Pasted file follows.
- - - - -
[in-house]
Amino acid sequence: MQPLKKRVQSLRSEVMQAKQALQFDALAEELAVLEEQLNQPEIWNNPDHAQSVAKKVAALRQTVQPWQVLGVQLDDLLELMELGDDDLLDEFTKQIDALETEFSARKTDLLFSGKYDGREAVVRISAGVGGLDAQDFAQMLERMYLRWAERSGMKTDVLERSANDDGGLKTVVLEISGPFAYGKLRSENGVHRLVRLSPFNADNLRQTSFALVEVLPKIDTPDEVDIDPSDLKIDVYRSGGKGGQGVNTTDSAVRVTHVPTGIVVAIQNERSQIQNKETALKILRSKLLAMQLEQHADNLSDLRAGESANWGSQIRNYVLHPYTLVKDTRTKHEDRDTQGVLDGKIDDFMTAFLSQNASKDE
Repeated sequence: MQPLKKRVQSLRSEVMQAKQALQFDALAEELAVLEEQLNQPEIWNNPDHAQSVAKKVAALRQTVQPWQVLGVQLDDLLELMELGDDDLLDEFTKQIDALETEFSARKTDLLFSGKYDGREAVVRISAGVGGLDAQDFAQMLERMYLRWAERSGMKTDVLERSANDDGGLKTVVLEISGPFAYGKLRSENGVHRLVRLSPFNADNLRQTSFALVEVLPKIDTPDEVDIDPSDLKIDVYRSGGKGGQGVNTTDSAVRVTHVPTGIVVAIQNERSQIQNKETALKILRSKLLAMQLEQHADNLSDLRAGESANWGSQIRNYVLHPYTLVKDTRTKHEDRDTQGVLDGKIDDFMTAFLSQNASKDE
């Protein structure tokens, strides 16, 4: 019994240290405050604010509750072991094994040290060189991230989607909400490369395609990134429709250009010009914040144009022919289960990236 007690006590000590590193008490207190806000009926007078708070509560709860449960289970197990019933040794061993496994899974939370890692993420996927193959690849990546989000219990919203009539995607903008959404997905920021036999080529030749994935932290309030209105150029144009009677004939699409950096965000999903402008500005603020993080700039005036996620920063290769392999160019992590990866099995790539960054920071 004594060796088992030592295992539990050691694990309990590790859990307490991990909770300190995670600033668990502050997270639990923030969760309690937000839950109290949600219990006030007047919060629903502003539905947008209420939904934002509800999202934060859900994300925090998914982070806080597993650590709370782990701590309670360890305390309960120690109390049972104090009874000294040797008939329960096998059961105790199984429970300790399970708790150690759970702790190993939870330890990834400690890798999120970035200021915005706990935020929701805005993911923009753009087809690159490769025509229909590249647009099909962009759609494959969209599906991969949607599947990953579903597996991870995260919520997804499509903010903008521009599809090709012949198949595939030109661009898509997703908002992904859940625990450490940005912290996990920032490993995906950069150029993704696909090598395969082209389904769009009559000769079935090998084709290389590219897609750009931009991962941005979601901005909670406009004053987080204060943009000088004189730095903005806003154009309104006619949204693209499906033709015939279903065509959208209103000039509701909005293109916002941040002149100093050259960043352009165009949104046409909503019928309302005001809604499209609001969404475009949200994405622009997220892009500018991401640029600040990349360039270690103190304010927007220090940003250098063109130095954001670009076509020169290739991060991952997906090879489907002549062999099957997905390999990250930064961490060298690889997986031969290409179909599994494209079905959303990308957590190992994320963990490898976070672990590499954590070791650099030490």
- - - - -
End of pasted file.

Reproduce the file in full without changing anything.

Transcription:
[in-house]
Amino acid sequence: MQPLKKRVQSLRSEVMQAKQALQFDALAEELAVLEEQLNQPEIWNNPDHAQSVAKKVAALRQTVQPWQVLGVQLDDLLELMELGDDDLLDEFTKQIDALETEFSARKTDLLFSGKYDGREAVVRISAGVGGLDAQDFAQMLERMYLRWAERSGMKTDVLERSANDDGGLKTVVLEISGPFAYGKLRSENGVHRLVRLSPFNADNLRQTSFALVEVLPKIDTPDEVDIDPSDLKIDVYRSGGKGGQGVNTTDSAVRVTHVPTGIVVAIQNERSQIQNKETALKILRSKLLAMQLEQHADNLSDLRAGESANWGSQIRNYVLHPYTLVKDTRTKHEDRDTQGVLDGKIDDFMTAFLSQNASKDE
Repeated sequence: MQPLKKRVQSLRSEVMQAKQALQFDALAEELAVLEEQLNQPEIWNNPDHAQSVAKKVAALRQTVQPWQVLGVQLDDLLELMELGDDDLLDEFTKQIDALETEFSARKTDLLFSGKYDGREAVVRISAGVGGLDAQDFAQMLERMYLRWAERSGMKTDVLERSANDDGGLKTVVLEISGPFAYGKLRSENGVHRLVRLSPFNADNLRQTSFALVEVLPKIDTPDEVDIDPSDLKIDVYRSGGKGGQGVNTTDSAVRVTHVPTGIVVAIQNERSQIQNKETALKILRSKLLAMQLEQHADNLSDLRAGESANWGSQIRNYVLHPYTLVKDTRTKHEDRDTQGVLDGKIDDFMTAFLSQNASKDE
């Protein structure tokens, strides 16, 4: 019994240290405050604010509750072991094994040290060189991230989607909400490369395609990134429709250009010009914040144009022919289960990236 007690006590000590590193008490207190806000009926007078708070509560709860449960289970197990019933040794061993496994899974939370890692993420996927193959690849990546989000219990919203009539995607903008959404997905920021036999080529030749994935932290309030209105150029144009009677004939699409950096965000999903402008500005603020993080700039005036996620920063290769392999160019992590990866099995790539960054920071 004594060796088992030592295992539990050691694990309990590790859990307490991990909770300190995670600033668990502050997270639990923030969760309690937000839950109290949600219990006030007047919060629903502003539905947008209420939904934002509800999202934060859900994300925090998914982070806080597993650590709370782990701590309670360890305390309960120690109390049972104090009874000294040797008939329960096998059961105790199984429970300790399970708790150690759970702790190993939870330890990834400690890798999120970035200021915005706990935020929701805005993911923009753009087809690159490769025509229909590249647009099909962009759609494959969209599906991969949607599947990953579903597996991870995260919520997804499509903010903008521009599809090709012949198949595939030109661009898509997703908002992904859940625990450490940005912290996990920032490993995906950069150029993704696909090598395969082209389904769009009559000769079935090998084709290389590219897609750009931009991962941005979601901005909670406009004053987080204060943009000088004189730095903005806003154009309104006619949204693209499906033709015939279903065509959208209103000039509701909005293109916002941040002149100093050259960043352009165009949104046409909503019928309302005001809604499209609001969404475009949200994405622009997220892009500018991401640029600040990349360039270690103190304010927007220090940003250098063109130095954001670009076509020169290739991060991952997906090879489907002549062999099957997905390999990250930064961490060298690889997986031969290409179909599994494209079905959303990308957590190992994320963990490898976070672990590499954590070791650099030490």